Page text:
Since coming back from a broken bone in his hand, Jonas Valanciunas has played in ten games for the Raptors. In those contests, he's put up 10.9 points, 8.6 rebounds and 2.0 blocks. He's also managed to double his career assist average from 0.7 to 1.5 during that stretch. It's a small sample size, but that statistic alone is worth appreciating.
In last night's Nets game, a 112-100 Raptors win, you'd be excused for not making much of Valanciunas' performance after three quarters. The score sat at 91-90 when he checked back into the game with 9:17 to go in the fourth. At that moment, Jonas had a line of six points, nine rebounds (five offensive), a turnover and three fouls; he would not score again in the game. What happened next shouldn't surprise you. As with the last two Raptors' seasons, the stars of the show were Kyle Lowry, and his seemingly impossible 31 points on 13 shots, and DeMar DeRozan, who had another impressive 30-point complete game.
"It's how they score," said coach Dwane Casey before the game. "Kyle and DeMar, no matter where they are or who they are, they're high usage players. That's why our assists numbers are down. How they score, I don't think we'll ever be a high assist team with those guys being our go-to guys because they create off the dribble pretty well. We're efficient offensively, top five or whatever it is, so it's a different way of scoring but we've never told anyone else not to contribute offensively."
The question, then, is where and how does Jonas fit in?
First, the defense. For the final six minutes of the game, the Raptors held Brooklyn to a mere two points. After an admittedly pretty driving/spinning lay-up from Brook Lopez (who, it should be mentioned, went off for 29 points on 13-of-22 shooting), Valanciunas stopped Lopez on a similar drive, blocking the shot and drawing a jump ball call. He then denied the entry pass to Lopez, which led to a deflection to Terrence Ross and an insane breakaway dunk. He followed that up with a sequence of challenges at the rim that turned scoring opportunities into misses. This all happened against the offensively woeful Nets, but it is encouraging.
On the other end, Jonas showed off a couple of new skills. First, on what felt like a typical catch and post-up manoeuvre, Valanciunas instead zipped a delicious back pass on the move to an open Lowry for a three-pointer. Then, similarly, Jonas backed Lopez down in the post and looked about to start his usual righty hook routine before flipping the ball back to DeRozan at the elbow for an easy floater. (Sure, Valanciunas also found time on another possession to pump fake twice and take an awkward shot that missed wildly. But we're talking baby steps here.)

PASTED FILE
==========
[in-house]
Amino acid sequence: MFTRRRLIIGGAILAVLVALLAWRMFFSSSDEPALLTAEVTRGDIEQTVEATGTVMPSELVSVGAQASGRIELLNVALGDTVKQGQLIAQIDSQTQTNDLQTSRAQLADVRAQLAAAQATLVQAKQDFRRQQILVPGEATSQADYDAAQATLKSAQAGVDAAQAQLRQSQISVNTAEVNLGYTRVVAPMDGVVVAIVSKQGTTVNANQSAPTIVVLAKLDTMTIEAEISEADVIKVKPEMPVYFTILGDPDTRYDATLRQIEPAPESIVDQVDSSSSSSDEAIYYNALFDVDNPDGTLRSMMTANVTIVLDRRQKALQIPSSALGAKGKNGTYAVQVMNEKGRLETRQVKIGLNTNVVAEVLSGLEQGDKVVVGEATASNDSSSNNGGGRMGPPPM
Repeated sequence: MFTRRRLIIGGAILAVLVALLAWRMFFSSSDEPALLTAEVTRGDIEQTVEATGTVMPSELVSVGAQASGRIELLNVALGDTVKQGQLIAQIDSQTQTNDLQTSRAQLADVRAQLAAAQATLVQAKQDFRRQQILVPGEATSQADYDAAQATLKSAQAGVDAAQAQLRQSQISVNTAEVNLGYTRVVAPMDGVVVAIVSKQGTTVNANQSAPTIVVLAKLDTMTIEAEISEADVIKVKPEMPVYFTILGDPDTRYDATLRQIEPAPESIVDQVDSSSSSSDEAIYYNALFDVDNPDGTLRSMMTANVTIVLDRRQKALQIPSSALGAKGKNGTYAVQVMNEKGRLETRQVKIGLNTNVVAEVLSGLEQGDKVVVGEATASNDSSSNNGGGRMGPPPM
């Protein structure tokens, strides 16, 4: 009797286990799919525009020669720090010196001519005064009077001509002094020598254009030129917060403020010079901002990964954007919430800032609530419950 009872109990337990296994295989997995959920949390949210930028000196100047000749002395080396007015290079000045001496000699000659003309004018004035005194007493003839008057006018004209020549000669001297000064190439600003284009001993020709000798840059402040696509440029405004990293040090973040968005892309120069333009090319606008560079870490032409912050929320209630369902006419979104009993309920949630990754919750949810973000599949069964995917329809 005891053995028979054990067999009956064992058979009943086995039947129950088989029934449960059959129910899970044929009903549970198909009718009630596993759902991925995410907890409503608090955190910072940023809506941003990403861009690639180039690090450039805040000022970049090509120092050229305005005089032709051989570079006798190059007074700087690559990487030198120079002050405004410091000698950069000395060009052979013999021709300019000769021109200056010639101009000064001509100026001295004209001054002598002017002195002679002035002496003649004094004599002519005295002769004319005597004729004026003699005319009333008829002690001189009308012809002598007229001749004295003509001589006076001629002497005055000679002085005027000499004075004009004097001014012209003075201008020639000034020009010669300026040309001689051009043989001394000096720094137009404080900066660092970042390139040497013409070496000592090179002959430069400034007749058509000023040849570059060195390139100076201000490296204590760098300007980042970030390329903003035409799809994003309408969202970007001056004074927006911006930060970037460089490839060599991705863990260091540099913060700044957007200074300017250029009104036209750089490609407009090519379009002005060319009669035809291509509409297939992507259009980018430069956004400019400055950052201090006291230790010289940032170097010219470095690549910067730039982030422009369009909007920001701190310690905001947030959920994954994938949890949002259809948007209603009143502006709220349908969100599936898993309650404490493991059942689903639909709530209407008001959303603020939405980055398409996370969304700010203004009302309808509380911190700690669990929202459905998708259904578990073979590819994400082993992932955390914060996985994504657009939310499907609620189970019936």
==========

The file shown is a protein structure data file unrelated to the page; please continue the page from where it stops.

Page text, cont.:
Valanciunas checked out with Lowry and DeRozan with 46.4 seconds left and the game soundly in hand. He finished with those same six points, to go with 12 rebounds, one block and one steal. He shot a poor 27 percent, but now, with two assists in this game, he's managed a total of nine in the past four contests. It's a small gain but for a centre with tunnel vision and numerous zero assist games, the fact of Jonas seeing and making these passes is not nothing.
In many ways, it feels like the Raptors are still trying to figure out how to maximize Valanciunas. In the previous game against Brooklyn earlier this month, he had 22 points on 62 percent shooting and 11 rebounds; in the next game against Washington, he took four shots. His usage rate still hovers around 20 percent, well behind Lowry's 26.3 and DeRozan's huge 28.9. The biggest knock on JV's game has long been about his defense, and while he's no all-defensive first team player, it's clear that Casey has taken to trusting Jonas more and more in fourth quarter situations. His skills in all areas seem to ebb and flow, but they are generally trending upward.
Looking further ahead, there's a scenario where the Raptors let DeRozan walk (which seems improbably right now), or maybe the year after, allow Lowry to seek a pay day somewhere else (more probable). Suddenly the team's usage percentages could tip towards the still young Lithuanian. It's not an inconceivable outcome, even as we march through our third season of the Lowry-DeRozan show. (And what a show it's been!) The team's true ceiling, for better or worse, still feels linked to Jonas' improvement.
In the locker room after the game, after T-Ross had yelled an off-colour remark at a departing James Johnson (this whole exchange was pretty funny), there was Jonas, with a smirk and tongue-in-cheek, chiding Ross on his language. Yes, maybe there is a scenario where Valanciunas matures into the new focal point for the Raptors. He's showing some of the signs right now.